Bangladeshi Government Proposes Tighter Controls of Courts, Media

DHAKA, Bangladesh–The Bangladeshi government unveiled legislation to impose tighter controls on the judiciary and the media in what critics say is a heavy-handed attempt to consolidate power in the South Asian nation. 

The ruling Awami League on Sunday presented a constitutional amendment that would give Parliament the right to impeach Supreme Court judges. The party said the move will ensure accountability of the judiciary, but some analysts said it would undermine the independence of the country’s judges.

The party, led by Prime Minister Sheikh Hasina, also is considering a new law that would require media organizations to adhere to a strict code of conduct, prohibiting news outlets from spreading news deemed against “the ideals and principles of the state.”

Ms. Hasina’s detractors say the proposed media law—which has been drafted but has yet to be put up for consideration in Parliament—places restrictions on content and leaves too much scope for abuse by government officials.

Law minister Anisul Huq, who proposed the amendment to allow Parliament to sack judges, said judges would only be removed for “misconduct and incapacitation.”

“No judge will be removed for his judicial decisions,” the minister said in comments broadcast on television.

The proposed legislation was criticized by opposition parties and civil society members who warned it threatened the rule of law in the country. Parliament is dominated by Ms. Hasina’s Awami League and its allies after the main opposition, the Bangladesh Nationalist Party, stayed away from national elections held in January. The BNP said at the time that Ms. Hasina was using her control over the administration to give her party an unfair edge in the polls. She denied the allegations.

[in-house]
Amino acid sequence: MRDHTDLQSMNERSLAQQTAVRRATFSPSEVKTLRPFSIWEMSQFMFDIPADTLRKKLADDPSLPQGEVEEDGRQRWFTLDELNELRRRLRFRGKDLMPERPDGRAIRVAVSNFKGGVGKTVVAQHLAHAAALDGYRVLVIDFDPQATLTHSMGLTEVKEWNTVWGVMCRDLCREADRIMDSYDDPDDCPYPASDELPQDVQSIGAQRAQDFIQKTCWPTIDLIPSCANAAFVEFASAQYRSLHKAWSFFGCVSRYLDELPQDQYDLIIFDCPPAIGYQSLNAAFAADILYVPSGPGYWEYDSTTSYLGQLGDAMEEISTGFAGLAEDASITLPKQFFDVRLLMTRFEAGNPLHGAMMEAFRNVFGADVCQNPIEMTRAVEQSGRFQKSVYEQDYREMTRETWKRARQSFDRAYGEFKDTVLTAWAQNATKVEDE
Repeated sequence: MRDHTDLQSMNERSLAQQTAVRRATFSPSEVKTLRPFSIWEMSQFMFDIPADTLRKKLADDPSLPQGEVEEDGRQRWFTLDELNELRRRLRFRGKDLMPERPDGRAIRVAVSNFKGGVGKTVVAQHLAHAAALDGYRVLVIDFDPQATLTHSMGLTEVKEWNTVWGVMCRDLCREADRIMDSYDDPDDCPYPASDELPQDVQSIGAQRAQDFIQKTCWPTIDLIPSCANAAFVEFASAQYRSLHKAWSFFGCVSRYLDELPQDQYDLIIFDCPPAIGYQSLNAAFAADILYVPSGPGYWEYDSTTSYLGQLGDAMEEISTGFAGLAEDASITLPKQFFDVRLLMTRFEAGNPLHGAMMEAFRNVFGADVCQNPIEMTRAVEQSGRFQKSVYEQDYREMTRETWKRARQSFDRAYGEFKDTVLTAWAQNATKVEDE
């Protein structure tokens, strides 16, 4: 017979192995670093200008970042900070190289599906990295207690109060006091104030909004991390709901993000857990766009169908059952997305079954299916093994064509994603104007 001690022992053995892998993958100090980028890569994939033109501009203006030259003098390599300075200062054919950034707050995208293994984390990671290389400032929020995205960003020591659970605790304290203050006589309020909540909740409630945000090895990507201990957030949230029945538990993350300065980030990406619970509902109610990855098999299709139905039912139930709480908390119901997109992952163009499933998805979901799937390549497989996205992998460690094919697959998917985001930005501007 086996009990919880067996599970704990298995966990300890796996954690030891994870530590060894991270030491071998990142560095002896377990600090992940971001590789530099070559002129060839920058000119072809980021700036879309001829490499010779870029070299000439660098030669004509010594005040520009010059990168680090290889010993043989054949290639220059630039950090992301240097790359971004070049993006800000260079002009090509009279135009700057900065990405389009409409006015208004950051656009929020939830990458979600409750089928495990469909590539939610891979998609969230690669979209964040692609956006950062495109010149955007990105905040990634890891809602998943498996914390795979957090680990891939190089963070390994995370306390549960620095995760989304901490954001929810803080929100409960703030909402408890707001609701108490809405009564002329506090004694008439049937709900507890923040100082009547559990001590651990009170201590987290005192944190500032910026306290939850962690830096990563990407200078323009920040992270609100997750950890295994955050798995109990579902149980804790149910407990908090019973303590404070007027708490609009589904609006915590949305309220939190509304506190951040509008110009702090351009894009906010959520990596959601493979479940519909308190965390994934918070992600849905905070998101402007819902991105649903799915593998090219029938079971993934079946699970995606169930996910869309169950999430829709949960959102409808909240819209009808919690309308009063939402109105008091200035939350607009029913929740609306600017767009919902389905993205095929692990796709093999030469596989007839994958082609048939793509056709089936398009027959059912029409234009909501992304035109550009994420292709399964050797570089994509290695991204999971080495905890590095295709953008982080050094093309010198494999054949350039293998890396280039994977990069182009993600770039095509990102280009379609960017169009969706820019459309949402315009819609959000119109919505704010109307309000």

Mahbubur Rahman, a senior leader of the BNP, said the proposed amendment was a step “aimed at establishing control of the ruling party over the judiciary.”

Under current law, Supreme Court judges, once appointed, can only be removed by a Supreme Judicial Council, composed of the Chief Justice and two senior judges.

Kamal Hossain, a prominent lawyer who was involved in the drafting of Bangladesh’s constitution after independence in 1971, said the proposed change could leave the judiciary exposed to politics.

“It is questionable whether members of Parliament can be impartial when dealing with the question of removal of a judge,” he said.

The proposed amendment is expected to be put to a vote next week and is almost certain to pass as the Awami League and its allies secured an absolute majority in the 350-seat Parliament after the opposition boycotted contentious and violence-riddled elections in January. The U.S. and the European Union said at the time that the polls didn’t appear to “credibly express the will of the Bangladeshi people.”

Ms. Hasina’s critics say she is intent on consolidating power by tightening controls on the judiciary and the media, an accusation she denies.

In January, the government shut down a pro-opposition newspaper, accusing it of fabricating information. In April last year, police sealed off the printing press of another pro-opposition newspaper called Amar Desh, shortly after arresting its editor Mahmudur Rahman, a critic of the ruling Awami League. A month later, the government closed two television stations, charging them with inciting violence.

The government said it acted to maintain law and order.

Last week, the Editors’ Council, a platform of Bangladeshi newspaper editors, rejected the proposed media law, expressing fears that it would curb press freedom and hinder the free flow of information.

“Journalists are expected to engage in responsible reporting,” Meenakshi Ganguly, South Asia Director of Human Rights Watch, said. “But [the new policy] will enable the government to make arbitrary decisions on what it finds acceptable.”

Share this post:

Recent Posts

Leave a Comment

Print This Post